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At 2 a.m., there’s only one Jack in the Box

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“What do you mean ‘which one?’” (Courtesy photo)
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‘Taxi!”

My eye twitches as I try to locate the source of the call reverberating down Sutter Street. It’s been 20 minutes since the bars let out, and I’ve been driving empty just as long.

“Taxi!”

Cater-corner on Powell, a woman is waving. I acknowledge her, and she barges into traffic, prompting me to stop in the crosswalk behind a police cruiser outside Lori’s.

“It’s fucking impossible to get a cab down here,” she says. “Now … where can I get some food?”

“Well, there’s —” I start to take off, but miscalculate the distance between my front end and the back of the police cruiser. Even though it’s just a tap, the vehicle jolts forward, and my heart jumps out of my chest.

“Anywhere but fucking Lori’s,” the woman snaps.

“Sure.” The cop car is empty. Seizing the lucky break, I drive away. “What about Cafe Mason? Grubstake?”

“Fuck all that. Take me to Jack in the Box.”

As I turn onto Mason, I check my rearview and see a black-and-white SUV make an illegal left off Powell. Oh shit! Did they see anything? My chest starts pounding again.

“I’m in a fucking taxi!” the woman yells at her phone. “Go to Jack in the Box. Tell your driver. What the fuck do you mean, ‘which one?’ There’s only one!” She hangs up. “Which Jack in the Box … You gotta be fucking kidding me.”

“There’s one on Bayshore and—”

“And one in Bakersfield, too,” she says brusquely, in that distinctive Frisco accent: all daggers and sarcasm. “Not much good it does us seeing as how we live in Pac-fucking-Heights.”

“Fair enough.” I keep checking my rearview for flashing lights, navigating the congestion of cars and pedestrians in front of Ruby Skye. I pull over next to Jack in the Box, where the sidewalk is teeming with drunken revelers, spectators and hustlers.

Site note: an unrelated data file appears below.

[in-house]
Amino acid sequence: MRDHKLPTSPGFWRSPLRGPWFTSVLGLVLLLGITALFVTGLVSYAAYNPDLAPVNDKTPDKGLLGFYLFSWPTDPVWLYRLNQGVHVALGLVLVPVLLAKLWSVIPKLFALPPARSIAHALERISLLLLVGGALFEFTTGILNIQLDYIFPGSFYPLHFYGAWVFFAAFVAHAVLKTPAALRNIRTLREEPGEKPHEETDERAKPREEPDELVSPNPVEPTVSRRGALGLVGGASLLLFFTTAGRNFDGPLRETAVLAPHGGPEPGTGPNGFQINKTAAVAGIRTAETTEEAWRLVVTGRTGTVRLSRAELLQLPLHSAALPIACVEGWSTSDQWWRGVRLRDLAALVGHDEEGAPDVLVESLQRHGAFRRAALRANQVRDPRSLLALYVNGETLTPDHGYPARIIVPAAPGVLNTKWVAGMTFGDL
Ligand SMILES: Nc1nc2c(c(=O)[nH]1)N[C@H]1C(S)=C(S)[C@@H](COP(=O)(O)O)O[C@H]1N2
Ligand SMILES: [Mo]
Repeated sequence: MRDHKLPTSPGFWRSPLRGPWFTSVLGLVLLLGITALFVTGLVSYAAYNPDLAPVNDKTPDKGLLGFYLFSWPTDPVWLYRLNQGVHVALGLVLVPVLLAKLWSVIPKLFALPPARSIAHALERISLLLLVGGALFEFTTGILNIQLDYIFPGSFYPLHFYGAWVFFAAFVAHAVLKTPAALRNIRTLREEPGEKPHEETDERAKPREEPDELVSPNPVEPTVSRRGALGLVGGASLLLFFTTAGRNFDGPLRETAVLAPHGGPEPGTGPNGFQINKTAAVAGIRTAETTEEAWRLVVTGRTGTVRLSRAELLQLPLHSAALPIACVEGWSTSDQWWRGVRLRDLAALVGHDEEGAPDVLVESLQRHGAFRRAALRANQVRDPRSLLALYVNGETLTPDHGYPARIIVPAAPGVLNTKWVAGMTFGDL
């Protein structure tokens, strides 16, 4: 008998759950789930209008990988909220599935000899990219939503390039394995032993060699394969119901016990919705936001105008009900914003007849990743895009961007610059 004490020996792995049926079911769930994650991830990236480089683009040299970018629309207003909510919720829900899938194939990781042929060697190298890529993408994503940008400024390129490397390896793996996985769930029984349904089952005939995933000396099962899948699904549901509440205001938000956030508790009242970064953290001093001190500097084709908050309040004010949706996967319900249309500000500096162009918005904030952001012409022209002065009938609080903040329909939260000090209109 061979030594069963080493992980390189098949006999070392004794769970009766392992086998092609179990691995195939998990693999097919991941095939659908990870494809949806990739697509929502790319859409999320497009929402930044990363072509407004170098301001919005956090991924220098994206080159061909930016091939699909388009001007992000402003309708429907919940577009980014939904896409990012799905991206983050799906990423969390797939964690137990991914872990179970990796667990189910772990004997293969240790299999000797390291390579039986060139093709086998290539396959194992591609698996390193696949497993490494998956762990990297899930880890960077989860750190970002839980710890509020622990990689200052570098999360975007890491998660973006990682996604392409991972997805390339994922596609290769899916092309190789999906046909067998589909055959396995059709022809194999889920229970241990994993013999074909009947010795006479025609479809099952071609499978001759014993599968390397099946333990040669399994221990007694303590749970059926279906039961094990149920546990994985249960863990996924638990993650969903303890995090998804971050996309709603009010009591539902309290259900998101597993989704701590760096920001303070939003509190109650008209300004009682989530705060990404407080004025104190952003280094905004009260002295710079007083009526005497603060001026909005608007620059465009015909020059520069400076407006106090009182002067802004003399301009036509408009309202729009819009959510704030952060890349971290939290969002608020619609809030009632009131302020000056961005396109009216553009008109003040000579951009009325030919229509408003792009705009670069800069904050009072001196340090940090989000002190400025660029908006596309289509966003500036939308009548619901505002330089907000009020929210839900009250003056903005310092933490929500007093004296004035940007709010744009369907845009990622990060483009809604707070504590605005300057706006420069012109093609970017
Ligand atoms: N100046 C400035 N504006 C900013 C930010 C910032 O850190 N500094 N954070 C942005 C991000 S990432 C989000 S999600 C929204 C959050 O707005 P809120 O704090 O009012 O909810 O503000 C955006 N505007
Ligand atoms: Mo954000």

“You’ll wait for me, right?” the woman asks, though it doesn’t feel like much of a request.

“Sure.” I’m still preoccupied with justifying my tap and run … It’s not like the cruiser was in pristine condition. If there’s one fleet in The City more rickety than National/Vets, it’s the San Francisco Police Department.

A few minutes later, Hester pulls up in Metro 1557. He gets out of his cab and peers into the windows of Jack in the Box.

I join him. “What’s up?”

“I just picked up this girl from New Century who tried to pass a fake C-note. I told her no way, and she got uppity. Said she was going into Jack in the Box to break it and prove me wrong. Left a jacket as collateral. Claimed it was worth $200, but it’s from The Gap.”

“Is she in there now?”

“Nah, she’s probably long gone.”

While we calmly survey the madness, a Yellow cab pulls behind me and lays on his horn.

“What’s his fucking problem?” Hester gestures at the driver. “Go around!”

“Hey, Kelly!”

On the corner, amongst drunken couples struggling to stay on their feet, a guy is pointing at me. He doesn’t look familiar though.

“Hey, Kelly! You gathering material?”

“What?”

With all the commotion, it’s hard to hear anything, but when my passenger emerges from Jack in the Box, her voice rises above the din.

“Where’s this fucking taxi driver?”

“That’s my fare,” I tell Hester, relieved the woman’s ire is directed at the Yellow cab and not me.

“You’re not my favorite person right now!” she yells at the driver. “How do you not know where the fuck Jack in the Box is? Don’t talk to me about Bayshore anymore, goddamnit!” She hands him a credit card.

They spew a bunch of expletives at each other, and the woman goes back into Jack in the Box. I chat with Hester until she returns with her friend.

On the way to their place, my cab is ripe with the smell of fast food.

“I’m so hungry,” the woman tells the guy, tearing open condiment packets. “And Lori’s was full of cops. So I obviously couldn’t go in there.”

I glance in the rearview.

“It’s not what you’re thinking, driver,” she says. “My brother’s a cop. If anyone on the force sees me even a little tipsy, I never hear the fucking end of it.”

As I contemplate what their reaction would be if they found her drunk in the back of a taxi that just hit — err, tapped — a squad car, I chuckle nervously. Then, I notice the meter’s not running and groan. Goddamn it.

“I think we’re freaking out the driver.” The guy giggles.

“No, it’s just the full moon,” she says.

Kelly Dessaint is a San Francisco taxi driver. His zine, “Behind the Wheel,” is available at bookstores throughout The City. Write to Kelly at piltdownlad@gmail.com or visit his blog at www.idrivesf.com.

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